With a long list of wish lists and license requests, and not too good a prospect on getting a lot of those titles in English for whatever reason (too long, too old, too niche, etc), it makes a manga fan seriously consider learning to read Japanese. Why go through a middleman when you can go straight to the source? And Japanese tankoban are cheaper, even with the exchange rate, to buy. But learning a new language can be intimidating, especially when the letters that look nothing like you’re used to. Fortunately the internet is filled with resources to help you buy and read your Japanese manga.
One really good resource is Rainbow Hill Language Lab which features entries about Japanese language and culture. Recently the blog has been featuring several entries about reading manga as an aid to learning Japanese. One such entry was a list of tools to help you start reading manga. This list featured both resources that could be found online as well as books and study aids, all with links. He gives resources to the basics of the alphabet, basic grammar and vocabulary and kanji.
If you’re serious about your manga, and don’t want to wait for a license that might never come, then learning to read Japanese is the way to go. And if you don’t have a lot of time to take a class, this is a good way to start. I know I’m sorely tempted to pull out the Highschool Kimengumi manga we have and try this out!
After the debut of their new website for manga, Bandai Entertainment puts up some license news. They’ve announced two new titles to add to their Code Geass line. Code Geass: Knights and Code Geass: Queens are both anthologies each with a slant toward a demographic. Knights is written to appeal to the girls, and Queens is for the boys. There are several short stories that are written by different mangaka. This is good news to me, since I love the Code Geass franchise, both anime and the manga. I really like that these are anthologies, giving us not just a lot of different stories with our favorite characters, but a lot of different looks as well. I’ve grown quite fond of anthologies, and getting more narrow ones like this would be great.
Continue reading This Week in Manga 2/20-2/26/10
In a previous post I spoke of the Nintendo DS as a possible e-reader. With their latest announcement, it seems that Nintendo is finally answering that call in the US. The DSi XL, originally launched in Japan in November 2009 as the DSi LL, will be coming to the US in March. Along with the new gaming device, which has bigger screens, will be the 100 Classics e-book cartridge that I spoke of in the previous post.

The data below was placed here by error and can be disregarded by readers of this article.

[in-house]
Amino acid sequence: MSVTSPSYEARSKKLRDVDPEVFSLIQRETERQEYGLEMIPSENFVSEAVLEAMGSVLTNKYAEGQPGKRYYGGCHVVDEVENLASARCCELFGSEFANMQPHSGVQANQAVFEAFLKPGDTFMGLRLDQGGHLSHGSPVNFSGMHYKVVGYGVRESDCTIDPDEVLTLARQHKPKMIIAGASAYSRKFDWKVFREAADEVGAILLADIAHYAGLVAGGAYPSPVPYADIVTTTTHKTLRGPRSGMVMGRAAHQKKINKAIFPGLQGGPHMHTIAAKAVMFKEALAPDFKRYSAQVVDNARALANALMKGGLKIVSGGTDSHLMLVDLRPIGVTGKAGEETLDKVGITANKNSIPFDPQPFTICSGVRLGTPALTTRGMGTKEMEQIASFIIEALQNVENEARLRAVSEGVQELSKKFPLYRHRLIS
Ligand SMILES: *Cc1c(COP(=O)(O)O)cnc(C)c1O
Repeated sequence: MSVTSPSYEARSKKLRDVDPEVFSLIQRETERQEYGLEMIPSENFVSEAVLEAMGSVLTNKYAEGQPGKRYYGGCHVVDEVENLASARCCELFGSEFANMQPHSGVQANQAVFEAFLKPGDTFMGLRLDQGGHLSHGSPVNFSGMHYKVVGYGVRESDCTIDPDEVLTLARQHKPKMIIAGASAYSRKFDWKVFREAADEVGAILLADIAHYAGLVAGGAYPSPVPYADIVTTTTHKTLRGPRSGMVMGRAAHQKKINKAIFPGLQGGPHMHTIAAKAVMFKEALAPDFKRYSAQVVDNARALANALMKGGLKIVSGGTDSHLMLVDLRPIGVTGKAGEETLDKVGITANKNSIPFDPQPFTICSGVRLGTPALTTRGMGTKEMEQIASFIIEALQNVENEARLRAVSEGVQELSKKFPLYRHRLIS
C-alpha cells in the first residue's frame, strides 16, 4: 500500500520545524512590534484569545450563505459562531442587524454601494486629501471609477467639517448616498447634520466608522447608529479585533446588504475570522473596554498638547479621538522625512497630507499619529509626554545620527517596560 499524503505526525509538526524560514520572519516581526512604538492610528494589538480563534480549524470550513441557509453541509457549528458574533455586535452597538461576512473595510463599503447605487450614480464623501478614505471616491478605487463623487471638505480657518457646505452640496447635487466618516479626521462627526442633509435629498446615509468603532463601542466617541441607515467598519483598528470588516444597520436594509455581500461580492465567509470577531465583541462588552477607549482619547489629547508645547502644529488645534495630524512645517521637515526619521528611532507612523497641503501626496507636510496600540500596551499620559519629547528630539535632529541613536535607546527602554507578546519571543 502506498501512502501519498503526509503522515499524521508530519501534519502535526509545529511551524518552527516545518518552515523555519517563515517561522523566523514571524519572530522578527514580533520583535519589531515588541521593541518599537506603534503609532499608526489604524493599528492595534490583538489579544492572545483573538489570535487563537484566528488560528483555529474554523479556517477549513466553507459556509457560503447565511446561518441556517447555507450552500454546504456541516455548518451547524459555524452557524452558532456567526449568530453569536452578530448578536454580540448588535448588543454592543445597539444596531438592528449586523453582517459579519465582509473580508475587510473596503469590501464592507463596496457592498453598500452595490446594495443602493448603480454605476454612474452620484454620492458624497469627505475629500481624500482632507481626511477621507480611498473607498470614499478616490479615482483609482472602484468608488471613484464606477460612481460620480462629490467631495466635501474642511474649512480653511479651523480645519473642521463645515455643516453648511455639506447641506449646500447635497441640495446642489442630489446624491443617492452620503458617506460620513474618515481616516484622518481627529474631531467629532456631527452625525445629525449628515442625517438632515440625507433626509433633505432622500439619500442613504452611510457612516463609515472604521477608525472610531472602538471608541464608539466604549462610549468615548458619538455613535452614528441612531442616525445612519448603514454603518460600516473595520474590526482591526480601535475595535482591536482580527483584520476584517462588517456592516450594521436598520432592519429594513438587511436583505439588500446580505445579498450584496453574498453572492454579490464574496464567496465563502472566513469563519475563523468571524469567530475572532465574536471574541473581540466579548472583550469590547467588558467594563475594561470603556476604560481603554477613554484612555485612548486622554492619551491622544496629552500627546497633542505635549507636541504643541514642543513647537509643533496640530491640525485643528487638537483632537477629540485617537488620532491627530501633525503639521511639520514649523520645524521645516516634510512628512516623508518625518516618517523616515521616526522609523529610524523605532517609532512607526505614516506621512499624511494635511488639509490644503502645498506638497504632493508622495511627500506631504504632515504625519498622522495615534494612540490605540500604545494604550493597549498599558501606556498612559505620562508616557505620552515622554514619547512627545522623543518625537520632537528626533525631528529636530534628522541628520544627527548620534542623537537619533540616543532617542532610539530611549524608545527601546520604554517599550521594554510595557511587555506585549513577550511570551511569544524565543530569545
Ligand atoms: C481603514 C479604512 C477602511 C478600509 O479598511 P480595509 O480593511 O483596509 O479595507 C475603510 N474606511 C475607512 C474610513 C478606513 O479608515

While the e-book cartridge itself isn’t that big of news, public domain books are a dime a dozen on the web, it’s the fact that Nintendo is finally stepping into the e-book market in the US that’s exciting. Over in Japan, the DS has been getting manga and books on the platform for at least 2 years. It would be nice to see some manga come to this side of the Pacific. With the larger screen and cartridge format, manga on the DS would be more difficult to pirate. Not impossible, just more work.
Some blogs are trying to set this move by Nintendo as a play against Apple. However, if they had been watching Nintendo’s gradual climb up to e-books on the DS, they would see this is actually a natural progression. Nintendo isn’t trying to push their way into the e-reader market (which, by the way, isn’t owned by Apple). It’s Apple that’s been trying to muscle in on Nintendo’s handheld gaming market. Nintendo has been slowly but surely expanding the DS to be more than just a gaming platform with wifi connection and browser. Fans have been creating homebrewed applications to put comics and books on the DS for several years now. This is just Nintendo making it official. It’s not a declaration of war on the iPad. Anyone that thinks that is just trying to make a straw man they think they can knock down then the iPad finally comes out.
As a casual gamer, and an older one at that, I have to say I’m looking forward to the DS XL. Larger screens appeal to me in general. And while the DS is still not the perfect solution to the e-reader problem, it’s one that I think can be a strong contender. The Nintendo brand is known and trusted here in the US. The devices are durable. They even take all the abuse my kids give theirs! Both kids and adults enjoy both the platform and the games. Adding comics and manga, especially those already based on games that are being played on the device should be a no-brainer. So comics and manga publishers shouldn’t be getting excited about the iPad. They should be looking at what they already have and reaching out to an audience that’s already there, instead of gambling a on one they hope will be there.